Where do we go from here?
As I have tried to spell out, we have a problem. The one-two punch that doomed Sanders in South Carolina also exposed a looming problem for whoever becomes the nominee in the General Election (and that looks more likely than not to be Hillary at this point). Low turnout of the sort seen in South Carolina, with African American turnout plummeting and White Democratic turnout falling through the floor even more (with streams of defectors to Trump), is a potential recipe for disaster. We had all better hope that it is limited to the Deep South, and that an awful lot of it is caused not by the Trump effect, but by the Old Dixiecrat effect.
And as I said, it's absolutely imperative that we find some way to do three things:
- Bring back some form of the Obama effect on African American turnout, so it does not fall (as it did in South Carolina).
- Give younger voters the motivation to actually turn out and vote.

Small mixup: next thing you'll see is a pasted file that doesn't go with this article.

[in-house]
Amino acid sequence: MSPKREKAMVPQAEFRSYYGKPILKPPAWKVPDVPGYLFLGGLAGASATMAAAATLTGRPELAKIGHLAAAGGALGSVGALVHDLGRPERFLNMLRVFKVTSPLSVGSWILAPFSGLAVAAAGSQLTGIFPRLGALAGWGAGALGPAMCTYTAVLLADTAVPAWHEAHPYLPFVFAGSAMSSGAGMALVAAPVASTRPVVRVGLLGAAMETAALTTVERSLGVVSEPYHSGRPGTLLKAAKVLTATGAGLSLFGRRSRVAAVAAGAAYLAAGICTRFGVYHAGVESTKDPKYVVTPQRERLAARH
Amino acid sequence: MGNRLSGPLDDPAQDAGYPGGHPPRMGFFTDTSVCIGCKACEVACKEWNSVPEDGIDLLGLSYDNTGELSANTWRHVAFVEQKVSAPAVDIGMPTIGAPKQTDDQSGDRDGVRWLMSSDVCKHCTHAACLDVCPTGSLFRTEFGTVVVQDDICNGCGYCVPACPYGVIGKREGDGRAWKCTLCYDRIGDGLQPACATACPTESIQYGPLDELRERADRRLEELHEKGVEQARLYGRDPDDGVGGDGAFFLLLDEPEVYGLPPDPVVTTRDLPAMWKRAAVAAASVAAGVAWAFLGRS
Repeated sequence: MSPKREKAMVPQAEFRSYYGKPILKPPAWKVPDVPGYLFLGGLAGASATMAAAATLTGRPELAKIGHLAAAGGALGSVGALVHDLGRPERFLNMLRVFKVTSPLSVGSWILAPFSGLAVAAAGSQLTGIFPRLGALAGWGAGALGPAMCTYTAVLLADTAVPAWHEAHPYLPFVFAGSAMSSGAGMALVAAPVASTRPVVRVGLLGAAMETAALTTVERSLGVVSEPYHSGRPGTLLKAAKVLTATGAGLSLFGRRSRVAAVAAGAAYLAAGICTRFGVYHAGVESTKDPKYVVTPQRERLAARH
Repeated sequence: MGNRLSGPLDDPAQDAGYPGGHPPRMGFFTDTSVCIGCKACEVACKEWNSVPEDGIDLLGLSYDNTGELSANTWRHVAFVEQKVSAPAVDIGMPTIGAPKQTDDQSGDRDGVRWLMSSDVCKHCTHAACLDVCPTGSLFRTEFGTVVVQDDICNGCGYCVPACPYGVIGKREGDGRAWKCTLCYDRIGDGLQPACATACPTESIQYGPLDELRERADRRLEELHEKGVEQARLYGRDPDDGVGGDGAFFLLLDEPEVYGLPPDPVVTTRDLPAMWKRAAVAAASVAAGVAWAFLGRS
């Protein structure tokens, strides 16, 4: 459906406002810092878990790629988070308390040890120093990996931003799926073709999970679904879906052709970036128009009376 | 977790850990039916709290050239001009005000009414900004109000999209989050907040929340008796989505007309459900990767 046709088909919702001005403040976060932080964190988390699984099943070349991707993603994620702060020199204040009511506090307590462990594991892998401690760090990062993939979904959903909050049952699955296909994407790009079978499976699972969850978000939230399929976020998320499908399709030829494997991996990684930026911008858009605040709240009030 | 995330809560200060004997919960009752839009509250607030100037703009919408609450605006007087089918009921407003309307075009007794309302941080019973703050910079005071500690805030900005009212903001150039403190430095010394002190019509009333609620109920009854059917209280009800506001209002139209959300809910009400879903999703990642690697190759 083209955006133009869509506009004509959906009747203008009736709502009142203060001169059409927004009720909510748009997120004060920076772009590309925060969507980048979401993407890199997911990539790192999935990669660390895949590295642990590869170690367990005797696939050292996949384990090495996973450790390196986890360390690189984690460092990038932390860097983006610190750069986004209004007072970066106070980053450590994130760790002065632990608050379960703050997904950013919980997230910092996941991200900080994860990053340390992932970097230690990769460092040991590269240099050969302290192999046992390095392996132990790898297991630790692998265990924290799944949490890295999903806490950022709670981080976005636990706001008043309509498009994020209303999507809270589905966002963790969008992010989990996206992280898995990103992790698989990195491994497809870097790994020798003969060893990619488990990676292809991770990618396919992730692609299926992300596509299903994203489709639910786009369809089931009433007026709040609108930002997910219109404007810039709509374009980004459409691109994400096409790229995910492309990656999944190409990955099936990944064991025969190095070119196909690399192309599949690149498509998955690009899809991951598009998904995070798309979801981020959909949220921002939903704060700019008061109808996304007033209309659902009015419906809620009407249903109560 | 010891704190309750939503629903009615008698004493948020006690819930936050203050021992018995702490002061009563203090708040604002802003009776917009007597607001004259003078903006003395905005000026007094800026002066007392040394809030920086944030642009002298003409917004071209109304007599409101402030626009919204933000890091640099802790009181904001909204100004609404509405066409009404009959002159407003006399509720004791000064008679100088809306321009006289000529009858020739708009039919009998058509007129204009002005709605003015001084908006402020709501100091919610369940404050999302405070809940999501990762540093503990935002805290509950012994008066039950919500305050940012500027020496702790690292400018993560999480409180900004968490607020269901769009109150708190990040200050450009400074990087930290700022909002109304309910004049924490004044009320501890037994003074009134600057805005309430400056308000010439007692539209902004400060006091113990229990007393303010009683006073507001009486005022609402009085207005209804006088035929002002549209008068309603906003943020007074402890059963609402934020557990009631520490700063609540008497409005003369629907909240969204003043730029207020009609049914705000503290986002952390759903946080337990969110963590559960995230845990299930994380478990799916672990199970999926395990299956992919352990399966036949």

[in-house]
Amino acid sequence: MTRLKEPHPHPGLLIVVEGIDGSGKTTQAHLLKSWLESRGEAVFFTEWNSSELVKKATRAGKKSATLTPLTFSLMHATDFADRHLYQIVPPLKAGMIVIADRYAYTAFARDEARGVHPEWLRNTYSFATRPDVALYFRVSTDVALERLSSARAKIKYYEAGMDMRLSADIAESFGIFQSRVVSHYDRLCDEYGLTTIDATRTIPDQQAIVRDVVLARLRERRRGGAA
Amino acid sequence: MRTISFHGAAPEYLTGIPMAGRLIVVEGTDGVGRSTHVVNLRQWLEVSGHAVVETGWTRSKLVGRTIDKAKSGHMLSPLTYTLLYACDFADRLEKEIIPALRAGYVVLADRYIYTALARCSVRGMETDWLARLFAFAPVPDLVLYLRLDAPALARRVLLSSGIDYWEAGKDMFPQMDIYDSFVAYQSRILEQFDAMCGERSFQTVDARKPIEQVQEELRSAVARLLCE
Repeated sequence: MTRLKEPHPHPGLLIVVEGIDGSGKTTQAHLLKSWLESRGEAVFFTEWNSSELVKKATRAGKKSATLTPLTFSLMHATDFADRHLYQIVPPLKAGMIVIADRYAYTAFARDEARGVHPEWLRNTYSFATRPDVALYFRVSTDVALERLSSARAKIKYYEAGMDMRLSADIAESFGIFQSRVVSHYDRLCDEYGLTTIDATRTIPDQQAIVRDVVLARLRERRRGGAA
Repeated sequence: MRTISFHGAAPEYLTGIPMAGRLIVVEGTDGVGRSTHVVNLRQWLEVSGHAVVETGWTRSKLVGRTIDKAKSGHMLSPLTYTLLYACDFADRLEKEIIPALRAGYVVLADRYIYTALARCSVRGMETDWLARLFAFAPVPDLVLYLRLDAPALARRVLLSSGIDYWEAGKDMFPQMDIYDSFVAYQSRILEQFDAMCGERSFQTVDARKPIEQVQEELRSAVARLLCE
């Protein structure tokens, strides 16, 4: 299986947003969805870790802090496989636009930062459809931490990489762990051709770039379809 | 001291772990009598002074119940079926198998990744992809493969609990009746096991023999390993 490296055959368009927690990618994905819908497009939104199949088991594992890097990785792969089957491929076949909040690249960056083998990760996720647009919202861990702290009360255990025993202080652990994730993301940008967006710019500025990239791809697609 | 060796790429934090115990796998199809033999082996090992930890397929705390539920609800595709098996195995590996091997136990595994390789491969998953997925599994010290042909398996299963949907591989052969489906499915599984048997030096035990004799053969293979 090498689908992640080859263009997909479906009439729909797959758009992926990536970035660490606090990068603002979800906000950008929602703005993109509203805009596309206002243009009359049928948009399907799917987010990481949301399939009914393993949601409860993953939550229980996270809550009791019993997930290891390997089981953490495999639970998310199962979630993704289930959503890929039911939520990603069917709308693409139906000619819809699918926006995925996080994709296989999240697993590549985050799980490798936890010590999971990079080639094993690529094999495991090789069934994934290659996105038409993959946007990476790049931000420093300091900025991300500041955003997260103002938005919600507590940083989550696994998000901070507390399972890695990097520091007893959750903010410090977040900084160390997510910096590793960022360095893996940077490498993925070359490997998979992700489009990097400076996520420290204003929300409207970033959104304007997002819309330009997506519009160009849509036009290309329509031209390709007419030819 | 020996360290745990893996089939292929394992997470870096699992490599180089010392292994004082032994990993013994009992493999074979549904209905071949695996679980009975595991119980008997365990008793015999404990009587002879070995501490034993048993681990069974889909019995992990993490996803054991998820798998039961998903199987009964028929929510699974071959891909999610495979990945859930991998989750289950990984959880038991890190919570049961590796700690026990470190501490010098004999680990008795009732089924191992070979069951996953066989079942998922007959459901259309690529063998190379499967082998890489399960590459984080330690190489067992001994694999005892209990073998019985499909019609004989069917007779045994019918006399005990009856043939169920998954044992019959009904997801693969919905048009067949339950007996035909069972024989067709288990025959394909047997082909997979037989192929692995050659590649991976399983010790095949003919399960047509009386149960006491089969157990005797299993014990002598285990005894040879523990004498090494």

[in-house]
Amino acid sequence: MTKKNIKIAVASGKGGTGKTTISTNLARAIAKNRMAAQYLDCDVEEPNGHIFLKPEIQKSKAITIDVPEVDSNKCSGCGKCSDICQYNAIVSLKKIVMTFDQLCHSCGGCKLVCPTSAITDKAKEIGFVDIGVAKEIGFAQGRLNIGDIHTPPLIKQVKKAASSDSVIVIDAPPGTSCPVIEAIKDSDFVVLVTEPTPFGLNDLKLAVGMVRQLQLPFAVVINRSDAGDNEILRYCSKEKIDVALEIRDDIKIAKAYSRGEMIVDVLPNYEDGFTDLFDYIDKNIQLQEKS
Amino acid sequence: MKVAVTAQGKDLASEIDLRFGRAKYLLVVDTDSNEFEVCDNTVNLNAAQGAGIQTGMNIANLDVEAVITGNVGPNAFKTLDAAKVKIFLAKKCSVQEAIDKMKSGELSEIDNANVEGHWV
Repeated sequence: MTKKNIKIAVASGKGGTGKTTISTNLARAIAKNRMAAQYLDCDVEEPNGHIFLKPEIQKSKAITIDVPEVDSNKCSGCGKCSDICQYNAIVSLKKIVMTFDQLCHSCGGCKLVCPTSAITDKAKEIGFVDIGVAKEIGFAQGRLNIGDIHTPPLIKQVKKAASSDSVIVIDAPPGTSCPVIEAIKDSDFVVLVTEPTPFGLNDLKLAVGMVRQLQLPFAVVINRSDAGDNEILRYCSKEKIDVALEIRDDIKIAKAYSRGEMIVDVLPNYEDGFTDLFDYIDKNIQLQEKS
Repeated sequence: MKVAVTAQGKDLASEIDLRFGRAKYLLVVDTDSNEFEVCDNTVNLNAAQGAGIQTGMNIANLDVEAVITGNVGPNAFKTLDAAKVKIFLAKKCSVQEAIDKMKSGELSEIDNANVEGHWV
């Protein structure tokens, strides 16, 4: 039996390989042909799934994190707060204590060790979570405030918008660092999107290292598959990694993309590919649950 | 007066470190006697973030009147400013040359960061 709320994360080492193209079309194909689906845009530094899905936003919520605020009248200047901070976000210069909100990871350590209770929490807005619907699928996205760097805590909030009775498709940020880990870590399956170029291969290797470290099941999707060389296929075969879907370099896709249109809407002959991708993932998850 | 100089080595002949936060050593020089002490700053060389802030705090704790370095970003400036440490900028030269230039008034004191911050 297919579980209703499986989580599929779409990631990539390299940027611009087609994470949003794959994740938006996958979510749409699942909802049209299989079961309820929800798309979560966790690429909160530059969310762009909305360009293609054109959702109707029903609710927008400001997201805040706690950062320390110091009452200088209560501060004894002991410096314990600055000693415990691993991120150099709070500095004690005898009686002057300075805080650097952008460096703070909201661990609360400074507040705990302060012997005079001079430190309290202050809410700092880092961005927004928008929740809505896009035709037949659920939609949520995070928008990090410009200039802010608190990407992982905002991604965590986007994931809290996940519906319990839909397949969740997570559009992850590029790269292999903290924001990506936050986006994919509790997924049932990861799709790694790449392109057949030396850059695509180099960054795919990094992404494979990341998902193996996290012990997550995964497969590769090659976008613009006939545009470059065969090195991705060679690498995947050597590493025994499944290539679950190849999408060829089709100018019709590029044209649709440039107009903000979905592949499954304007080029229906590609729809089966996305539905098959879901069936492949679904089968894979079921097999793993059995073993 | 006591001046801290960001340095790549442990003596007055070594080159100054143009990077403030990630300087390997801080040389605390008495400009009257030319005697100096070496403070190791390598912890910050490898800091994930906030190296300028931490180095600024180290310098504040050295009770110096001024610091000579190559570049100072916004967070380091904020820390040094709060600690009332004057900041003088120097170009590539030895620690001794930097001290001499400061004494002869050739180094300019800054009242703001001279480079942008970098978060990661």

Effectively fight the Trump effect, and stem the anti-establishment exodus of working class whites to the GOP, and to Trump.
So far, neither Clinton nor Sanders has accomplished item #1. Clinton obviously managed to earn very high levels of support from African Americans, and is set to do so across the rest of the South. But her higher-than-expected 84-16 margin was a direct result of lower than expected African American turnout. If African American turnout drops in the General Election, as the South Carolina primary results suggest that it has a very good chance of doing, that will make things much more difficult. I don’t know what it would take to reverse this — maybe an African American for VP. But in Clinton's case, if that were someone like Cory Booker or Deval Patrick, that would just further expose her to attacks from Trump about her coziness with Wall Street. And someone like Kamala Harris would probably be considered too inexperienced before having a term or two in the Senate under her belt. It is probably too much to hope for that Obama merely urging African Americans to vote will be enough by itself. He did this in 2010 and 2014, without the sort of effect that would be needed.